Mark Ricketts

In the midst of a busy day caring for guests, it is easy to get caught up in the policies and protocols of the many challenging tasks at hand. But, what happens when a novel challenge presents itself; and how do we build an organizational structure that inspires great guest service? The answer is in having a great foundation of shared values to guide our actions, inspire confidence and demonstrate that we can make a meaningful contribution to the guest experience. READ MORE

Alexander Shashou

When we look at other industries, we see how the likes of Uber and Amazon have revolutionized the face of customer service through technology. For something so important to hospitality, it's crazy to think that so little has changed. The problem is that the fragmented nature of technology used within a hotel makes operations and communication extremely challenging. It undermines staff confidence and impacts what all hotels strive for the most – an exceptional guest experience. Isn't it time for us to work with technology that bridges these silos and enables your staff to focus on what they should really be doing? READ MORE

Steve Curtin

In this article, based on an experience in October 2018 at a boutique hotel in Philadelphia, we will examine customer service quality that contradicts the organization's stated values and lofty mission statement. Too often, management assumes that the goal of managing performance is to ensure employees possess adequate job knowledge and demonstrate sufficient job skills; that is, to be deemed capable. But subpar service quality rarely has to do with frontline service providers' competency. More likely, service quality suffers due to a disconnect between employees' daily job responsibilities and an enduring organizational purpose. READ MORE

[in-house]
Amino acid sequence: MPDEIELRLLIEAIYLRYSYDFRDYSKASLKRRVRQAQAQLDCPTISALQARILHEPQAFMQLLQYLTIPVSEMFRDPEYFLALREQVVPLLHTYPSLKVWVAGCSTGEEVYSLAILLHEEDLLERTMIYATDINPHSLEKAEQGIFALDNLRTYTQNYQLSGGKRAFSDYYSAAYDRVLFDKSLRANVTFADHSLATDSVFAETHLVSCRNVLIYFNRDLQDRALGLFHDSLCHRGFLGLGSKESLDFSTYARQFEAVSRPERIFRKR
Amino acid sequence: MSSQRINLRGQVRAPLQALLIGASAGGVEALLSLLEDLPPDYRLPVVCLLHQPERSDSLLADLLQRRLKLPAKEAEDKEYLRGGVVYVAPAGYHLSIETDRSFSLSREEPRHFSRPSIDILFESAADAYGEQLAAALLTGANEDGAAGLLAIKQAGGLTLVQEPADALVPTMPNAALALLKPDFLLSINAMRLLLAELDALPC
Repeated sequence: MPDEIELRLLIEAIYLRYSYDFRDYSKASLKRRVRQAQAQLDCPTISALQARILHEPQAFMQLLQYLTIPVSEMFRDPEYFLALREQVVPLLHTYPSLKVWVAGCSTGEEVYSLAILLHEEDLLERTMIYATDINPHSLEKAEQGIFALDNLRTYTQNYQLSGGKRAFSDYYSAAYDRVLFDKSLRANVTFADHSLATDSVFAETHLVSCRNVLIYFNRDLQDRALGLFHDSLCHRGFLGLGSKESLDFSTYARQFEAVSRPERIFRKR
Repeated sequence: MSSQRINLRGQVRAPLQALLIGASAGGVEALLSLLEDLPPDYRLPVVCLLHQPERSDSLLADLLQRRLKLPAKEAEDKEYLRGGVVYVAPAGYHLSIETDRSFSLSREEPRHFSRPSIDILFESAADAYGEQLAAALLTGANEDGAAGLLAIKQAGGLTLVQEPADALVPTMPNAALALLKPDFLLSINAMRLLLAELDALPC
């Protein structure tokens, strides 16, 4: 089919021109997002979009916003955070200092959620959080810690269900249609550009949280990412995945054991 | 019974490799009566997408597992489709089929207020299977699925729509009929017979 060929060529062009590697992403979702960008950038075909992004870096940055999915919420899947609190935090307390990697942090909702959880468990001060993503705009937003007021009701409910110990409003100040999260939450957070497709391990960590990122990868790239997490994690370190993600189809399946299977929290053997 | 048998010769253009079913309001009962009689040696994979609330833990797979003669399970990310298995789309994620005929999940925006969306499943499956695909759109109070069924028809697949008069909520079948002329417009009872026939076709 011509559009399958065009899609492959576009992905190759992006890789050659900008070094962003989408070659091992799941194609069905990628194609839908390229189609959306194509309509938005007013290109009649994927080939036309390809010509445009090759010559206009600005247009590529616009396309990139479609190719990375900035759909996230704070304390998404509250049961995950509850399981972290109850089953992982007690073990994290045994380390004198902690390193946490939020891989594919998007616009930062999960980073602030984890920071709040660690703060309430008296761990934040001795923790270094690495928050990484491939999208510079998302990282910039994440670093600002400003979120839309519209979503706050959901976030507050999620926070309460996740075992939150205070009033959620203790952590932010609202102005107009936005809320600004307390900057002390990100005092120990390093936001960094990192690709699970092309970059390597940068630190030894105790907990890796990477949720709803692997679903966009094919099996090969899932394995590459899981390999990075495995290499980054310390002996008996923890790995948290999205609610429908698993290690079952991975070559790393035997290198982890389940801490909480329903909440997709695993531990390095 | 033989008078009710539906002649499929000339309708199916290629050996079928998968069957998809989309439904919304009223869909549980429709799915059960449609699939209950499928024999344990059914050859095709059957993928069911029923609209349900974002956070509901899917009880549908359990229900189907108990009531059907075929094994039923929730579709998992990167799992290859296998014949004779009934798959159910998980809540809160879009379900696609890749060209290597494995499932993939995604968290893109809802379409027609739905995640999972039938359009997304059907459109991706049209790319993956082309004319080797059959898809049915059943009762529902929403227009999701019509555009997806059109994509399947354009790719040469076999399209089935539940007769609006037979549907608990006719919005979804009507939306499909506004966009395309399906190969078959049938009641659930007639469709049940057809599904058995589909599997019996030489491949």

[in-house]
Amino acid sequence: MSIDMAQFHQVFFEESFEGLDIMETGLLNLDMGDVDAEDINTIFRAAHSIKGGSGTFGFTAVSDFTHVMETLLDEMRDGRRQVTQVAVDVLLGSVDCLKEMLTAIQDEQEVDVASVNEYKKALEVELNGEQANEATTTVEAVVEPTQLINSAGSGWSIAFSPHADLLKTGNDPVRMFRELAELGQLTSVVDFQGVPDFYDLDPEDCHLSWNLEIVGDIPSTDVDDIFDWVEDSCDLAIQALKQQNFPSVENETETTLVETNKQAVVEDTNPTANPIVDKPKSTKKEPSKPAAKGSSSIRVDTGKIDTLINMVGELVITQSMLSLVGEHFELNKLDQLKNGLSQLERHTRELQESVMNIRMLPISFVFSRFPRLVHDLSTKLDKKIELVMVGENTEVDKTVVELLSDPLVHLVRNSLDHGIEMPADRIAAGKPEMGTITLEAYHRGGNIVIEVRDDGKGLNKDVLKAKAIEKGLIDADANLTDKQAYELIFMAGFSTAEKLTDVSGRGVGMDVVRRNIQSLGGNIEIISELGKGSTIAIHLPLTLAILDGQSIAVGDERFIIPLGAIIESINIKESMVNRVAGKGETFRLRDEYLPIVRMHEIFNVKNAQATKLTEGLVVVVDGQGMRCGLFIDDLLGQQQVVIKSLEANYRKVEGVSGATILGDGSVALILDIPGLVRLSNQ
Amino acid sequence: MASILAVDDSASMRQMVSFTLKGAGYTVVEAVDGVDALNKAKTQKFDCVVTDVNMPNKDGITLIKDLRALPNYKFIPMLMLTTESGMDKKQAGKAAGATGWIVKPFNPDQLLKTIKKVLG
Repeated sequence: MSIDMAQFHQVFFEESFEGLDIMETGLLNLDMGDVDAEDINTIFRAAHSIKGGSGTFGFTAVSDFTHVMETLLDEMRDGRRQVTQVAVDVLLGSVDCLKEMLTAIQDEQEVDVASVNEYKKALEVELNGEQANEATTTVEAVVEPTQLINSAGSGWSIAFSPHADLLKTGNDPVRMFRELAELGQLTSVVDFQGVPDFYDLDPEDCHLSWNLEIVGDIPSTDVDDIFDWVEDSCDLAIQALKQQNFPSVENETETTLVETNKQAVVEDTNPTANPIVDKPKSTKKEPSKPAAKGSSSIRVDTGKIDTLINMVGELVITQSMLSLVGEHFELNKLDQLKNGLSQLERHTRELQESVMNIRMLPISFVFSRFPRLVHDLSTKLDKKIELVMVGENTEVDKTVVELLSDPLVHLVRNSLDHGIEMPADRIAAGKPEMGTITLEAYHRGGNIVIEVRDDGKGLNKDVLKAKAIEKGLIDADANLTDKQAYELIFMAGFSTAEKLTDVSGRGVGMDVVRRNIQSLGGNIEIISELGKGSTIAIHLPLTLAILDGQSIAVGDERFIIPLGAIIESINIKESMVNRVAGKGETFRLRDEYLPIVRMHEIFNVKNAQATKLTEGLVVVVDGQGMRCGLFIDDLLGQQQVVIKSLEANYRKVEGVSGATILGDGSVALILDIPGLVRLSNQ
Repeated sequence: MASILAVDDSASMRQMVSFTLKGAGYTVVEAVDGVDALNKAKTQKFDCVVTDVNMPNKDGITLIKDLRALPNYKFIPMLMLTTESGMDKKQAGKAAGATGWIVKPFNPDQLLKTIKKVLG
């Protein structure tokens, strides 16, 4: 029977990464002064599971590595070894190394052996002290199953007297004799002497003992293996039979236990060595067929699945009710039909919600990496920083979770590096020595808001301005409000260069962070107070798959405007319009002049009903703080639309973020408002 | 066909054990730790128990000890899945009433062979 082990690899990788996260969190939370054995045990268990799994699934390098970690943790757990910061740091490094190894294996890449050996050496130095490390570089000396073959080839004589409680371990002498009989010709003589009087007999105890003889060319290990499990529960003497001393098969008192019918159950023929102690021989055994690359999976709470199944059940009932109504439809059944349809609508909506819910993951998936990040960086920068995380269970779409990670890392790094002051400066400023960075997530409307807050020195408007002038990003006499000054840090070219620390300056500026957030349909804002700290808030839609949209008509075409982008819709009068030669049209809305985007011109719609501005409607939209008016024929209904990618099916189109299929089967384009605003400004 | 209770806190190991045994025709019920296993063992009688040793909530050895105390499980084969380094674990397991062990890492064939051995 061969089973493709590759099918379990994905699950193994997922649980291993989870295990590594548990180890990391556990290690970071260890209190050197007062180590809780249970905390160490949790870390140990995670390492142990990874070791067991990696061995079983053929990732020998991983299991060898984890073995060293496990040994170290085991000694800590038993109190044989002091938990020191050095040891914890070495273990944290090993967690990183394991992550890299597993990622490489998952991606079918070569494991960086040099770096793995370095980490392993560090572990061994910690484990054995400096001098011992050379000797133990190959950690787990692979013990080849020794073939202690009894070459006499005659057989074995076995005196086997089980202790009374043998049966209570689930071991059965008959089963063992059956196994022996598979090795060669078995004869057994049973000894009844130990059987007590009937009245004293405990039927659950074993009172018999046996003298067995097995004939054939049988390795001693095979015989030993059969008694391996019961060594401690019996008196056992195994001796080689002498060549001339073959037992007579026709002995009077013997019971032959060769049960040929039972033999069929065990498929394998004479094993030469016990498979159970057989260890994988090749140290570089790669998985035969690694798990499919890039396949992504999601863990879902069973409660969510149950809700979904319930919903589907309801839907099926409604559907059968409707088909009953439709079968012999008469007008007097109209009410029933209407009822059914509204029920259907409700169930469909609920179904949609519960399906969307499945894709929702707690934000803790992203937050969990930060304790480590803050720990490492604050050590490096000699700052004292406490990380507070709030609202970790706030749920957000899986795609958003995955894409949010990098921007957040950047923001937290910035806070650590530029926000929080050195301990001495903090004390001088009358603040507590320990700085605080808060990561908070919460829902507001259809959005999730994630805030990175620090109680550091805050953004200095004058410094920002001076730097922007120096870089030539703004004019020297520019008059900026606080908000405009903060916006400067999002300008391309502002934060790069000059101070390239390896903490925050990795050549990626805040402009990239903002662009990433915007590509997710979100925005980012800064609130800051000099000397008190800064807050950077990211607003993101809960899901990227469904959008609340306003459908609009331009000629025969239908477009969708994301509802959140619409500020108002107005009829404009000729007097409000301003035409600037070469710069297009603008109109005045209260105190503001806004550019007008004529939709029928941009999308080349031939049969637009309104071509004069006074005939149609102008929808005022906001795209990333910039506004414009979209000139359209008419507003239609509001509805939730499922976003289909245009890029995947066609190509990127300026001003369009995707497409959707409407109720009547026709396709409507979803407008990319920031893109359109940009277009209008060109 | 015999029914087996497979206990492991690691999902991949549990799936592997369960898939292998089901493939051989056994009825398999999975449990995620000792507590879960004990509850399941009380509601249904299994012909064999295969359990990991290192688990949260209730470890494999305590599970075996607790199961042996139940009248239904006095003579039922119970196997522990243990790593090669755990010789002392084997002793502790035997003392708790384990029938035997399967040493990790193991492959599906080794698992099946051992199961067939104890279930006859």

Coming up in July 2019...

Hotel Spa: Pursuing Distinction

The Wellness Movement continues to evolve and hotel spas continue to innovate in order to keep pace. Fueled by intense competition within the industry, hotel spas are seeking creative ways to differentiate themselves in the market. An increasing number of customers are searching for very specific, niche treatments that address their particular health concerns and, as a result, some leading spas have achieved distinction by offering only one specialized treatment. Meditation and mindfulness practices are becoming increasingly mainstream as are alternative treatments and therapies, such as Ayurvedic therapies, Reiki, energy work and salt therapy. Some spas specialize in stress management and offer lifestyle coaching sessions as part of their program.  Other spas are fully embracing new technologies as a way to differentiate themselves, such as providing wearable devices that track health and fitness biomarkers, or robots programmed with artificial intelligence to control spa environments, or virtual reality add-ons that transport guests to relaxing places around the world. Some spas have chosen to specialize in medical procedures such as liposuction, laser skin therapy, phototherapy facials, Botox and facial fillers, acupuncture and permanent hair removal, in addition to cosmetic body shaping procedures and  teeth whitening treatments. Similarly, other spas are offering comprehensive health check-ups and counseling services for those who are interested in disease prevention treatments. Finally, as hotel spas continue to become more diverse, accessible and specialized, there is a growing demand for health professionals with a specific area of expertise. There is a proliferation of top class, quality wellness practitioners who make a name for themselves by offering their services around the globe, including athletes, chefs, doctors, physical trainers and weight loss specialists. The July issue of the Hotel Business Review will report on these trends and developments and examine how some hotel spas are integrating them into their operations.